Then the surgeon said they were going to drill into my skull in three places and I would hear vibrations, but not feel any pain. At that moment, the anesthesiologist and a woman doctor each took hold of one of my hands with both of their hands. I was very touched emotionally by this.
They began drilling, and the vibrations were so strong that my teeth started to chatter. When the drilling was done they tested out the probes. They would ramp up the frequency and then have me wave my hand around or act like I was screwing in a light bulb, to test which frequency worked best.
At various times during he surgery the doctor would ask me to repeat, “I love tapioca pudding”, identify the President of the United State, or state where I was. At one point he decided to test my knowledge. The following soliloquy took place between doctor and patient:
Doctor: “Who is the President of the United States?”
Patient: “Barack Obama.”
Doctor: “Who is the Vice President of the United States”?
Patient: “Joe Biden.”
Doctor: “Who is the Secretary of State?”
Patient: “Hillary Rodham Clinton.”
Doctor: “Who is the Republican leader of the house?”
Patient: “An asshole.”
The fifteen people in the room all burst out laughing. I then muttered “Boelhner” and the surgeon congratulated me, saying I was the first patient of his ever to get all four answers right. The anesthesiologist on my left, Mark, began talking about his prior job as a staff worker for Congressman Patrick Kennedy.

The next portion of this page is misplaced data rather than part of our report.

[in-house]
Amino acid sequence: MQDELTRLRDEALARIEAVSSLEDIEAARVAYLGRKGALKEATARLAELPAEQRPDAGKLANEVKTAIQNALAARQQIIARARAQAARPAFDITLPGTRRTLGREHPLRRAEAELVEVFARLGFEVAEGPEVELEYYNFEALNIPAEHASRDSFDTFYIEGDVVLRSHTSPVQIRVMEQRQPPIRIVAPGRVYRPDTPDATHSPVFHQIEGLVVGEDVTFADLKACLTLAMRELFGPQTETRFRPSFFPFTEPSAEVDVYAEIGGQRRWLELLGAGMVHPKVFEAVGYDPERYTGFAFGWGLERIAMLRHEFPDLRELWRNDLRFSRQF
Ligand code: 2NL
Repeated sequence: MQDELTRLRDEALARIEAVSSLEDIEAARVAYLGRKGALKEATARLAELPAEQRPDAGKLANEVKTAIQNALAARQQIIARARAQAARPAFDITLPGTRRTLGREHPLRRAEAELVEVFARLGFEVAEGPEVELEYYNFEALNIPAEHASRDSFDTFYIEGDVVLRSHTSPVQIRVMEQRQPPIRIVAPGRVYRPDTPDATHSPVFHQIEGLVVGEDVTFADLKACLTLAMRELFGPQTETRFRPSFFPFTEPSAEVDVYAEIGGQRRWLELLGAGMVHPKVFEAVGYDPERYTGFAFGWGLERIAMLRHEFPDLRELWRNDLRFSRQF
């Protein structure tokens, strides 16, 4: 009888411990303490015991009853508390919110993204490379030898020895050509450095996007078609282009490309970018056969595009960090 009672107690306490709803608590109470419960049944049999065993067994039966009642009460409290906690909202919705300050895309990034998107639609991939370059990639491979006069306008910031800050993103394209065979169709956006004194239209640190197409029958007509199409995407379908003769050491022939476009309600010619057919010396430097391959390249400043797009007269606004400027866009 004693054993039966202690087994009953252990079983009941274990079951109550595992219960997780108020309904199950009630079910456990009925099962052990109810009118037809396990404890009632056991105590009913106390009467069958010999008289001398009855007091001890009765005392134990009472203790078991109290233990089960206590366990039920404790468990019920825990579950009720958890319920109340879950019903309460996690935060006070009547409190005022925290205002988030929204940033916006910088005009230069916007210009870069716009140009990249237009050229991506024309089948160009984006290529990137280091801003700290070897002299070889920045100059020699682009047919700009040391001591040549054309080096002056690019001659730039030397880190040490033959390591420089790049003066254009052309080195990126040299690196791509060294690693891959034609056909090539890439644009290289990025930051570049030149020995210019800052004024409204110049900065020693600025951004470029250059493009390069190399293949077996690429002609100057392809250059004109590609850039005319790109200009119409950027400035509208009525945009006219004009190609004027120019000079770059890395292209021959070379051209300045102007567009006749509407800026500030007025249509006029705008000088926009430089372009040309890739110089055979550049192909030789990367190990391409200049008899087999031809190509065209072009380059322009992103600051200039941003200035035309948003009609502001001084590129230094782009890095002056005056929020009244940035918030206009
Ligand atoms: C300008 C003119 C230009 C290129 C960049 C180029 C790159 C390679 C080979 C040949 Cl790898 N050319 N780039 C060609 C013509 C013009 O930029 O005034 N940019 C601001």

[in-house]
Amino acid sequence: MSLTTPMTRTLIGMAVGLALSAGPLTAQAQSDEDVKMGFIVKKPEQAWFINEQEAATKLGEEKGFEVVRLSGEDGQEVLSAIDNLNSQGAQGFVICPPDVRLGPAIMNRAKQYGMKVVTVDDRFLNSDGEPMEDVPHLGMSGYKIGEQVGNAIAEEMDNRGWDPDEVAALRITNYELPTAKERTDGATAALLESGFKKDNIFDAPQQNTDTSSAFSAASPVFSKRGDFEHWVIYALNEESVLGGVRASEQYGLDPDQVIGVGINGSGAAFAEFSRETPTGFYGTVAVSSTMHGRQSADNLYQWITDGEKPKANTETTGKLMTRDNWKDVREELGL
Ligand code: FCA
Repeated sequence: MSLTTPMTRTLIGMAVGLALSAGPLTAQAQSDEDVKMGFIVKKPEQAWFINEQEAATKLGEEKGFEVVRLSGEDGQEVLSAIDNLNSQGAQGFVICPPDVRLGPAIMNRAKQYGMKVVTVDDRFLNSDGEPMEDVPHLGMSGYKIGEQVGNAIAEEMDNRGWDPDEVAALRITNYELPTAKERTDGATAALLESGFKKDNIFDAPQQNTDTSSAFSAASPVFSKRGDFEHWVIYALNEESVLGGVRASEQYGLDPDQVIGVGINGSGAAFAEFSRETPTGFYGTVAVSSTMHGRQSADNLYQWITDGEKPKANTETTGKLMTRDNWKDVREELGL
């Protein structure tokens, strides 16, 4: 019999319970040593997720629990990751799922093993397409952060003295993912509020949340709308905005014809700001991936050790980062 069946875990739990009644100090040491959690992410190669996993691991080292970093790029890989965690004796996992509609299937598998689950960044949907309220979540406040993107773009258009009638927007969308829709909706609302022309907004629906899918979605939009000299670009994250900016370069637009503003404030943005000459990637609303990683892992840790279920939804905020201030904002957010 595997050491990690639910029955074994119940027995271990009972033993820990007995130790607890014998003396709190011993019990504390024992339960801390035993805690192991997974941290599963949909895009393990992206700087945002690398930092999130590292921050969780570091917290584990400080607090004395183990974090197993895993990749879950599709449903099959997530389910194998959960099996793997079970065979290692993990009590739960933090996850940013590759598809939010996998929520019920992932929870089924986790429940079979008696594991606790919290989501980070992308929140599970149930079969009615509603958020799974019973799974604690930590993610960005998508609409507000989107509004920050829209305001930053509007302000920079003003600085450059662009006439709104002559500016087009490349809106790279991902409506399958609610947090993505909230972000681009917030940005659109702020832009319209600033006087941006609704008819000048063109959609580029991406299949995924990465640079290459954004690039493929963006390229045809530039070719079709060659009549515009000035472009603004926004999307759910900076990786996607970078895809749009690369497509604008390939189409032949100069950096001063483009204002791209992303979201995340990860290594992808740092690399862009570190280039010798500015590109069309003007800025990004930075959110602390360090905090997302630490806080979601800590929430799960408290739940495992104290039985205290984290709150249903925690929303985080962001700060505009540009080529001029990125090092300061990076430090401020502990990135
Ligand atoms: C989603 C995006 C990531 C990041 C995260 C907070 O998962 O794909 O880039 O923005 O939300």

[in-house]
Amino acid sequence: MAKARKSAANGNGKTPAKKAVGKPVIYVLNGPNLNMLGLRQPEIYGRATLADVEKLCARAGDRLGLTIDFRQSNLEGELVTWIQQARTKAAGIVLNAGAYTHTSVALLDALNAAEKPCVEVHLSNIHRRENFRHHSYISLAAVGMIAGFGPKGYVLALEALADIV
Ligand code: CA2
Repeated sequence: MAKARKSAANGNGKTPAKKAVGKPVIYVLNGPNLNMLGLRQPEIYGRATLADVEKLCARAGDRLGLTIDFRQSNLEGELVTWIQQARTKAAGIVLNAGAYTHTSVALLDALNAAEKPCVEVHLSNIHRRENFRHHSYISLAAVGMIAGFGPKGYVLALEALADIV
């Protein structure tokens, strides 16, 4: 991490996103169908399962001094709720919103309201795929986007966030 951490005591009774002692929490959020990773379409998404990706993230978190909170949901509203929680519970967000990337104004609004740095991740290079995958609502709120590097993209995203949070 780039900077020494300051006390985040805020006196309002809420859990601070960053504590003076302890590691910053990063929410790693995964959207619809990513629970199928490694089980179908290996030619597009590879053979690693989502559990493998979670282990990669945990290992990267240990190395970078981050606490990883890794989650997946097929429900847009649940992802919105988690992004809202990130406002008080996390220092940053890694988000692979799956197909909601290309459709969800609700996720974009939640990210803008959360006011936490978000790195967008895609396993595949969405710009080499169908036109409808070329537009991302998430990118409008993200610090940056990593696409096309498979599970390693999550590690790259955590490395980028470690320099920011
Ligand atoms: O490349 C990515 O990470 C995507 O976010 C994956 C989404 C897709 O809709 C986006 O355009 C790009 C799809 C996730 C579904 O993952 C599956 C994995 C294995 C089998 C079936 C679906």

I wanted to tell Mark that we were probably political soul mates, that Bill Clinton was the best President in my lifetime, that I had donated $300 to Hillary Clinton in 2008, and that I missed the three “Bs” of the Clinton years: the booming economy, the balanced budget, and most entertaining of all, those bimbo eruptions. Gasoline was a buck a gallon, the world was at peace, and the country’s future had never seemed brighter. My Slick Willie, I miss him so.
But I was too tired to speak so I only nodded. They then put in the permanent electrodes and closed up. The entire operation had taken two hours.
Two days later I had the second surgery, where they implanted the transmitter in my chest. I was asleep for that one. When I awoke, there was pain every time I moved my right arm. It was not too far from an incision in my skull, and they both caused me considerable discomfit.